12/5/13

translating idioms: importance of the context

When translating an idiom, the context in which it's said is all important. The Spanish idiom 'ponerse las botas', for example, has a different translation in English in each of the following sentences:

- Se ha puesto las botas vendiendo juguetes chinos - he's made a pile selling Chinese toys.

- se puso las botas metiendo tabaco rubio de contrabando en el país - he lined his pockets smuggling Virginia tobacco into the country.

- se puso las botas comiendo gambas en el banquete de bodas - he stuffed himself with prawns at the wedding reception.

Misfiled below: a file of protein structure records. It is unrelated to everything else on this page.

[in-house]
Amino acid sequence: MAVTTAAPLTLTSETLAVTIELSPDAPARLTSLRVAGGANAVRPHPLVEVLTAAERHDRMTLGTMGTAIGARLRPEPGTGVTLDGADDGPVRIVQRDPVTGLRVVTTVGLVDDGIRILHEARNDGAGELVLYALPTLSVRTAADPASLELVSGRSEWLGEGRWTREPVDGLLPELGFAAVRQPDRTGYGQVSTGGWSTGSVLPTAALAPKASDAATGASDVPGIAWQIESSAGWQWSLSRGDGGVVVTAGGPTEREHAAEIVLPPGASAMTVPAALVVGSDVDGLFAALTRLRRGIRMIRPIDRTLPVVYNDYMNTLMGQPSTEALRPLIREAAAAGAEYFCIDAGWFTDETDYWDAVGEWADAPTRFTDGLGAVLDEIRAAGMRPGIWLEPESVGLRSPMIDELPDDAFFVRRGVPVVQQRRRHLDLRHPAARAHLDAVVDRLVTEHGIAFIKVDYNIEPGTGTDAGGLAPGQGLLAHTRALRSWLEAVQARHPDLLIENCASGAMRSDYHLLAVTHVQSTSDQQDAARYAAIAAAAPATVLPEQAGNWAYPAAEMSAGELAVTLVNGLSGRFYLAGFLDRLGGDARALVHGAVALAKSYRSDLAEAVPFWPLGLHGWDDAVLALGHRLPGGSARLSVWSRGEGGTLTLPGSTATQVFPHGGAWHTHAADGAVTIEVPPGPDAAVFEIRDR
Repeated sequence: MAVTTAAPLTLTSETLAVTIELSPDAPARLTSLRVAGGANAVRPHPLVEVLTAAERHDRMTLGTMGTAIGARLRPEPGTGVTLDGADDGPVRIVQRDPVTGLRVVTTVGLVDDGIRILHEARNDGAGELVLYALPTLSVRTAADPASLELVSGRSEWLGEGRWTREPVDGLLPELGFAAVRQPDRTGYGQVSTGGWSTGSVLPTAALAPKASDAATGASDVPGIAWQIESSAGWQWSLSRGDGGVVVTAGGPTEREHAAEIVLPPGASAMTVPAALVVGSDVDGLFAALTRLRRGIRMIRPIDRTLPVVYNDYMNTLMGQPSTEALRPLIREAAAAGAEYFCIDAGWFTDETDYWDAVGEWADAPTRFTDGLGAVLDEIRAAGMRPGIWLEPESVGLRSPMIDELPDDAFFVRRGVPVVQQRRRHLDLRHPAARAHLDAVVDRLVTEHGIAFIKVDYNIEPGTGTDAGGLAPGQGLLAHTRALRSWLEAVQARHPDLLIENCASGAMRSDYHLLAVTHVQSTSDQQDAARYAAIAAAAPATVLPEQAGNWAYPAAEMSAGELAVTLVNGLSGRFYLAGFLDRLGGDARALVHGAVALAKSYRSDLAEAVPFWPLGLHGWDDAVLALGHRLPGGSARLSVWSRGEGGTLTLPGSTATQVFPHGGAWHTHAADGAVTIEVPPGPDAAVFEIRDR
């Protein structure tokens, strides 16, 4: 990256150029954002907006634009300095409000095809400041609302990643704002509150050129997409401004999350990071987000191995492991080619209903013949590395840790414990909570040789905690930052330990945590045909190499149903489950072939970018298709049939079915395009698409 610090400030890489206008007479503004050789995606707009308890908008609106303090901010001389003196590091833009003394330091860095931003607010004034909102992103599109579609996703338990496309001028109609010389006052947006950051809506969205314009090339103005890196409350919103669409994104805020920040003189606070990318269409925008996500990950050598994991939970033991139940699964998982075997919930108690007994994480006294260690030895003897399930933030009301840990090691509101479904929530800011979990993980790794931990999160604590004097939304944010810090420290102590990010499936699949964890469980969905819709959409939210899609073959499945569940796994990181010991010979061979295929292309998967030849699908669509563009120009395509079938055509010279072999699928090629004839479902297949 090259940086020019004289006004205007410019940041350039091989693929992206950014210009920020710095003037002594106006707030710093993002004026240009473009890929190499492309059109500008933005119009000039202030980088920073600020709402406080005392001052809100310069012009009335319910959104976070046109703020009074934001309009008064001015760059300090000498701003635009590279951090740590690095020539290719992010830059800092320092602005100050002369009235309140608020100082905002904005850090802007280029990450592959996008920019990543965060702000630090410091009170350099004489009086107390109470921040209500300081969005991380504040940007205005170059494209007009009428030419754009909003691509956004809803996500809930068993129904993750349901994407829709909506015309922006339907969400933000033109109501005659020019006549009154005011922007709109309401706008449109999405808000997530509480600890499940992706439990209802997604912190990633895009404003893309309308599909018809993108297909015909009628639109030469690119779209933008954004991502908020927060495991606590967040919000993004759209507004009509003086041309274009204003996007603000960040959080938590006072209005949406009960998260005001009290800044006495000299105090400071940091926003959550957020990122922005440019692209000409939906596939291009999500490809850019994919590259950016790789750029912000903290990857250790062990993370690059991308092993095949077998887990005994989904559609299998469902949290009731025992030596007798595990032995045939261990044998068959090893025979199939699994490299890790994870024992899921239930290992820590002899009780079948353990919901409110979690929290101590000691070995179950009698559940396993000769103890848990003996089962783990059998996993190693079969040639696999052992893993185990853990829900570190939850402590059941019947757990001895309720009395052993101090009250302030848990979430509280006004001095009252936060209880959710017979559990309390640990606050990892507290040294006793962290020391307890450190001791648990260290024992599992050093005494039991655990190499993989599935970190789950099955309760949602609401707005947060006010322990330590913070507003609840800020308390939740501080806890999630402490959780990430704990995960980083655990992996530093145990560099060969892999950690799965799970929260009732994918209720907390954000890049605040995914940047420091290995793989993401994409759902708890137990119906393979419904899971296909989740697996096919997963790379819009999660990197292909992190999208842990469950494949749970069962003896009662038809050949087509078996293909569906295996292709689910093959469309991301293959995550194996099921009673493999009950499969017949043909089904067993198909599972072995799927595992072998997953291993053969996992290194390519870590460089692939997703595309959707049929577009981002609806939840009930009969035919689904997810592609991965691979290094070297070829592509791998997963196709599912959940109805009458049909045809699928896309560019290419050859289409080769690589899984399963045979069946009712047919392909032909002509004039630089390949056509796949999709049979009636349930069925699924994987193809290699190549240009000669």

- ayer salí con mi novia y nos pusimos las botas en el asiento trasero de mi coche -I went out with my girlfriend yesterday and we engaged in heavy petting on the back seat of my car.

The same thing can be said of 'sentar como un tiro':

- la lasaña me sentó como un tiro - the lasagna disagreed with me.

- me sentó como un tiro que mi amigo Kevin saliese con mi novia - I was really miffed that my friend Kevin went out with my girlfriend.

- ese peinado te sienta como un tiro -  you look terrible on that hairdo.

In the same way 'dar calabazas' can be interpreted in two different ways:

- me declaré a Brenda, pero me dio calabazas - I proposed to Brenda, but she turned me down.

- el profe de mates me ha dado calabazas otra vez - the maths teacher has flunked me again.

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